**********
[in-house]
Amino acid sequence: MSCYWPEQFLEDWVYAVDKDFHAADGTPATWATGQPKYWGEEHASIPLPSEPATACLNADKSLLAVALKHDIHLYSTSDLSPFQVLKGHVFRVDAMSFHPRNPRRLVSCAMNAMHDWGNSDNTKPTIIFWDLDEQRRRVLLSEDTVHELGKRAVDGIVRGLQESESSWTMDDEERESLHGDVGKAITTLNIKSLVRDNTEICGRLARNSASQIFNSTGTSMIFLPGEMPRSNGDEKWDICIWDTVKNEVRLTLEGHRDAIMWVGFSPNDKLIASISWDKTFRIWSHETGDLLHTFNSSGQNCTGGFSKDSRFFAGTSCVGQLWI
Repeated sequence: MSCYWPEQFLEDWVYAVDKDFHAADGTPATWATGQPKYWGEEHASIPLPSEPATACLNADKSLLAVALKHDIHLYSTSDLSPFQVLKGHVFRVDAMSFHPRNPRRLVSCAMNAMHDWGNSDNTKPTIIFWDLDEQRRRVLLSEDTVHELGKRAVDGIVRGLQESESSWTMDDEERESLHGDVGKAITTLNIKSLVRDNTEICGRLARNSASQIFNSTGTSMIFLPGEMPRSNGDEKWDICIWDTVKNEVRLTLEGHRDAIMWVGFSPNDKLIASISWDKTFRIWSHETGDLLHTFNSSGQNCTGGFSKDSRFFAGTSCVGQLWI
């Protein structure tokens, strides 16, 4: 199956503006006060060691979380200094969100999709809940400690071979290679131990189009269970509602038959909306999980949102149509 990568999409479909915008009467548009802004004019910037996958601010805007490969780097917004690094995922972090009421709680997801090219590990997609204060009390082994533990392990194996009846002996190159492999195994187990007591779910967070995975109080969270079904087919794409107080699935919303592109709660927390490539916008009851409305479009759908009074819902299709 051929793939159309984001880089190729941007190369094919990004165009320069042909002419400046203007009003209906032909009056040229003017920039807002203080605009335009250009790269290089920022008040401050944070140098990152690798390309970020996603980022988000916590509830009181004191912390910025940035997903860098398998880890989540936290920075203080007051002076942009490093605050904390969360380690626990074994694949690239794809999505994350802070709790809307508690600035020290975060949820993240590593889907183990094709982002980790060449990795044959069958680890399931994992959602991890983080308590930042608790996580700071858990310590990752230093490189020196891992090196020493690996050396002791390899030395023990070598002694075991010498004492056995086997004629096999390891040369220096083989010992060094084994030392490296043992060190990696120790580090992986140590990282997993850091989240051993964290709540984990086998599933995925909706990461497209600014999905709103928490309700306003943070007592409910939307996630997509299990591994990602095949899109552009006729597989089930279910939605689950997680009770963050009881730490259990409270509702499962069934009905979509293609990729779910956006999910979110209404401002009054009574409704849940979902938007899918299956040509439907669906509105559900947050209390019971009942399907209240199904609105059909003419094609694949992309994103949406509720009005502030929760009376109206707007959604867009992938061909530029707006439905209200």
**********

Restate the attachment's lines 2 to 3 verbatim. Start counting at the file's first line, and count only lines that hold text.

Amino acid sequence: MSCYWPEQFLEDWVYAVDKDFHAADGTPATWATGQPKYWGEEHASIPLPSEPATACLNADKSLLAVALKHDIHLYSTSDLSPFQVLKGHVFRVDAMSFHPRNPRRLVSCAMNAMHDWGNSDNTKPTIIFWDLDEQRRRVLLSEDTVHELGKRAVDGIVRGLQESESSWTMDDEERESLHGDVGKAITTLNIKSLVRDNTEICGRLARNSASQIFNSTGTSMIFLPGEMPRSNGDEKWDICIWDTVKNEVRLTLEGHRDAIMWVGFSPNDKLIASISWDKTFRIWSHETGDLLHTFNSSGQNCTGGFSKDSRFFAGTSCVGQLWI
Repeated sequence: MSCYWPEQFLEDWVYAVDKDFHAADGTPATWATGQPKYWGEEHASIPLPSEPATACLNADKSLLAVALKHDIHLYSTSDLSPFQVLKGHVFRVDAMSFHPRNPRRLVSCAMNAMHDWGNSDNTKPTIIFWDLDEQRRRVLLSEDTVHELGKRAVDGIVRGLQESESSWTMDDEERESLHGDVGKAITTLNIKSLVRDNTEICGRLARNSASQIFNSTGTSMIFLPGEMPRSNGDEKWDICIWDTVKNEVRLTLEGHRDAIMWVGFSPNDKLIASISWDKTFRIWSHETGDLLHTFNSSGQNCTGGFSKDSRFFAGTSCVGQLWI